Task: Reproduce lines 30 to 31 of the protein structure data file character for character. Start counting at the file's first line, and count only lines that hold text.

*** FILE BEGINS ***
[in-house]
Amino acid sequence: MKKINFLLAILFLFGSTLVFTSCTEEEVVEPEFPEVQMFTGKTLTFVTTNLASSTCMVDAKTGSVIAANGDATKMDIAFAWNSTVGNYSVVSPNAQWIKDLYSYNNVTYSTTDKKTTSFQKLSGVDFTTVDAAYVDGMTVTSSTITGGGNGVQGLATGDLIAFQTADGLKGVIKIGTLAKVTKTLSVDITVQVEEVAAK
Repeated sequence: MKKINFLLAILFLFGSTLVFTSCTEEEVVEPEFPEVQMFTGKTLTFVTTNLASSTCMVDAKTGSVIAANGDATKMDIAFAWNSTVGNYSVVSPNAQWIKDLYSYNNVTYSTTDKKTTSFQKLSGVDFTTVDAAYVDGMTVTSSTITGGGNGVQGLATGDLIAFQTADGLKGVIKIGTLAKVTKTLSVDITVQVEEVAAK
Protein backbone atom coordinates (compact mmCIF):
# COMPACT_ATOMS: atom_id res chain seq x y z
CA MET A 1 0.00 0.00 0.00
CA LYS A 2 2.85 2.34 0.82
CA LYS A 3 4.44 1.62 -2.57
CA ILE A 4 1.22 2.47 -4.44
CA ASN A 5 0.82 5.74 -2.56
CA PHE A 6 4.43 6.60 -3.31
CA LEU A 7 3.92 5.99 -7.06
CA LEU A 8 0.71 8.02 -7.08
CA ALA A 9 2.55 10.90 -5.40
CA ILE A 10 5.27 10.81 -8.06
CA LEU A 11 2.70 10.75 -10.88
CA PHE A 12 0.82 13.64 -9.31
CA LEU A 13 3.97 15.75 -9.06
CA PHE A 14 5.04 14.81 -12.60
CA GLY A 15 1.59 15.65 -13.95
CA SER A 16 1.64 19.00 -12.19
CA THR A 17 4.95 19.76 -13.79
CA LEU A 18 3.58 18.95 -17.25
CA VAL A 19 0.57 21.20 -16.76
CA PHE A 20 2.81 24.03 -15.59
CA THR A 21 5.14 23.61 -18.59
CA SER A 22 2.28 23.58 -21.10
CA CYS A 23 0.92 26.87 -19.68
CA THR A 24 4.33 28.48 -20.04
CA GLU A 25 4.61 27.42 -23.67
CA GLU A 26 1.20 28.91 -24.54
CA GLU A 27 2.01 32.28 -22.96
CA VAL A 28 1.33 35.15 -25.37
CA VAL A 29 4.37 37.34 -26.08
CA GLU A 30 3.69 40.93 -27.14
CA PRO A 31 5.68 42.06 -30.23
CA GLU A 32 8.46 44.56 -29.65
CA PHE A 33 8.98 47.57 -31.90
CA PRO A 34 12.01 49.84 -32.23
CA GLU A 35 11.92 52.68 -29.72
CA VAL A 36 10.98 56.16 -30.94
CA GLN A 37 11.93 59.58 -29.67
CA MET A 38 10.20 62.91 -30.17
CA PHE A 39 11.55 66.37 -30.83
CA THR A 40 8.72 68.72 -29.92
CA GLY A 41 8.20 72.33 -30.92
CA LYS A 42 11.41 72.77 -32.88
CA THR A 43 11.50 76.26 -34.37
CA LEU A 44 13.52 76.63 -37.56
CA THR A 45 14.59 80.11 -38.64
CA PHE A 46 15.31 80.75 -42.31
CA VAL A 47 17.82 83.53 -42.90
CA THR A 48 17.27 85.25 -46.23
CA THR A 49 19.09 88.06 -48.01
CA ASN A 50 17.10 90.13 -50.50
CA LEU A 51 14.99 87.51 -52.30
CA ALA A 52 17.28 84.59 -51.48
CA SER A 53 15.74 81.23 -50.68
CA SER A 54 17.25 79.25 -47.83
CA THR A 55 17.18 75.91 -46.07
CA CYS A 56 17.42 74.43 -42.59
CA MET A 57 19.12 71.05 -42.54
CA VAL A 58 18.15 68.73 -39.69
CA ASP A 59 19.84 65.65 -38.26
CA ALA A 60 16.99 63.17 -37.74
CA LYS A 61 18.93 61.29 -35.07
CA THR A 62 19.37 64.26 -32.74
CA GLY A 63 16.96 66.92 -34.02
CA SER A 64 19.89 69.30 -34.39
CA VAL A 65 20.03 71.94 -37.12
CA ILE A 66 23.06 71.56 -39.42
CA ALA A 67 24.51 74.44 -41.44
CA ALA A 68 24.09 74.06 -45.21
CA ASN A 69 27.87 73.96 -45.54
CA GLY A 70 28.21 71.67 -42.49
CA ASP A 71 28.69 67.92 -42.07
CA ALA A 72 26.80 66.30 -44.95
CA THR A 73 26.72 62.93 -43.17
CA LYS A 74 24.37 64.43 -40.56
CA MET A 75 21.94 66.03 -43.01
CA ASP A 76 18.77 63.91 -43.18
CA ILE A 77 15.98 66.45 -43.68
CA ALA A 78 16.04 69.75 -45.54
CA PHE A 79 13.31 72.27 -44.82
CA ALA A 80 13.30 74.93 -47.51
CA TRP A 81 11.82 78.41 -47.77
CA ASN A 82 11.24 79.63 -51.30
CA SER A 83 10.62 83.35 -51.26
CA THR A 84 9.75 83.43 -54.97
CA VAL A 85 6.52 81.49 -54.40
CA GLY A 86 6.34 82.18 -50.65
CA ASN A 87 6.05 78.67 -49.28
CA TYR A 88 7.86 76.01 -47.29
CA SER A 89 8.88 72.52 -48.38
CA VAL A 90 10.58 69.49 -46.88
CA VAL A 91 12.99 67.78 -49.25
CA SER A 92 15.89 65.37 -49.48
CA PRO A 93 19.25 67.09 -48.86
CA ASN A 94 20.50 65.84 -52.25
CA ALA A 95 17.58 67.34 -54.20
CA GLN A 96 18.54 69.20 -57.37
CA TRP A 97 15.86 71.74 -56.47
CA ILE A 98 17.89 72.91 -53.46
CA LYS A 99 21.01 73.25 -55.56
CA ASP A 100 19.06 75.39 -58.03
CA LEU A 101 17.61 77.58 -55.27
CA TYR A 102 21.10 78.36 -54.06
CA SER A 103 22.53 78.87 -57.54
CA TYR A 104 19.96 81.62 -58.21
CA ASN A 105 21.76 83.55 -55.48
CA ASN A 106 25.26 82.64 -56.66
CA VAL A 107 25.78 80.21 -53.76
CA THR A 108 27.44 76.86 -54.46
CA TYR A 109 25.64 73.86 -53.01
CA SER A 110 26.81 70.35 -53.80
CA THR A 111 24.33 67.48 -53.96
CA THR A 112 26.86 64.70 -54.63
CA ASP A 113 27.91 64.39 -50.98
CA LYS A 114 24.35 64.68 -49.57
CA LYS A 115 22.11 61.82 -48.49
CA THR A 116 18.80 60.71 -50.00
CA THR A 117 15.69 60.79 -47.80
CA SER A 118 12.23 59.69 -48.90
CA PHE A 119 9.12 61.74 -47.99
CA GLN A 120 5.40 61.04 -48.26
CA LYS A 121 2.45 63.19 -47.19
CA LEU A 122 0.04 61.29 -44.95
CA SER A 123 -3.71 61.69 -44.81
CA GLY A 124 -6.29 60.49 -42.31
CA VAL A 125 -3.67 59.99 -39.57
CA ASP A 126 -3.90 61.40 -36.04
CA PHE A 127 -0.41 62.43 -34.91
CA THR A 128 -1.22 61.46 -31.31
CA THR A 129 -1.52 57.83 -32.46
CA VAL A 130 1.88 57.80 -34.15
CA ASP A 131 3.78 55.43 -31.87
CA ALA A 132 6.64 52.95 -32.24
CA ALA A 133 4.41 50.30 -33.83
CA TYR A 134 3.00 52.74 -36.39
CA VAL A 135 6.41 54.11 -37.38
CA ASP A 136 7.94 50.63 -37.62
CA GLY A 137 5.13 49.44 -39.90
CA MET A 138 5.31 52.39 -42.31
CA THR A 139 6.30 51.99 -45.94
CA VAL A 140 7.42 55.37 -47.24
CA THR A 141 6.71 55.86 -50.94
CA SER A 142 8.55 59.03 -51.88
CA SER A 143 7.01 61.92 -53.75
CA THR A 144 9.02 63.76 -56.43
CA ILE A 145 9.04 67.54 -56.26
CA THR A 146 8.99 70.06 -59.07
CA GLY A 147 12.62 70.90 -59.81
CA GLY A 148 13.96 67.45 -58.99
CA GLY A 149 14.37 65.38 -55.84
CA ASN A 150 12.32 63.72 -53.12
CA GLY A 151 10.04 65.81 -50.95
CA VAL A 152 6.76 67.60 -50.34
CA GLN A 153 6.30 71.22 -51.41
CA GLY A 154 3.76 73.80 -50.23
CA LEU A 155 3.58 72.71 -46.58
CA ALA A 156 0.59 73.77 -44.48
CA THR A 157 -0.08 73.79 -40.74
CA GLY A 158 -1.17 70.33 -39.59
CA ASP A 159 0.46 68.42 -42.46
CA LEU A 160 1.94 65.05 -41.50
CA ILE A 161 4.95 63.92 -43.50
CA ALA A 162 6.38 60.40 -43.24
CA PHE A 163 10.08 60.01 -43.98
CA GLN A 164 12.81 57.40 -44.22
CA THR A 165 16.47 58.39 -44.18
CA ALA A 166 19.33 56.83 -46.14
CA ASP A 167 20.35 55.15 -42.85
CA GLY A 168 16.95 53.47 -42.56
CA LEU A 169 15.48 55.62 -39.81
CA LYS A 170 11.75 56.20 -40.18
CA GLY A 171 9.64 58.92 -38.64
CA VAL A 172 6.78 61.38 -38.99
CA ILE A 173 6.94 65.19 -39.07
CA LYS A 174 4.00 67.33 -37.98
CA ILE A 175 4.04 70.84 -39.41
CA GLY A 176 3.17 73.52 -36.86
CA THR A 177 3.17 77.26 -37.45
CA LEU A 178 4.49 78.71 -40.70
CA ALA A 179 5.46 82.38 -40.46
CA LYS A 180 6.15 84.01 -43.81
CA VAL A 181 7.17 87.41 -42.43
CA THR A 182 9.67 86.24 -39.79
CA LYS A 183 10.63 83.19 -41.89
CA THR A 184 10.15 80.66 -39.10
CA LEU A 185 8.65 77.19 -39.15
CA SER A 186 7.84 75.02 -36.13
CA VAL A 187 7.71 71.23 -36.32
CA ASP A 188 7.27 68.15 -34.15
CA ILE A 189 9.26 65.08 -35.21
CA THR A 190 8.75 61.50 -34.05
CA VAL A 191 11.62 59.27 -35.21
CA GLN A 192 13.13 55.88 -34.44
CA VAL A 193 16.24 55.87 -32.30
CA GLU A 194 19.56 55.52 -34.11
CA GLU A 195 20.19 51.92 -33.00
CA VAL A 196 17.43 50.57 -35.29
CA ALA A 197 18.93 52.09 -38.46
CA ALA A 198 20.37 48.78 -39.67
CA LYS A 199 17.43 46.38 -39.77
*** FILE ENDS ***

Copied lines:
CA GLU A 25 4.61 27.42 -23.67
CA GLU A 26 1.20 28.91 -24.54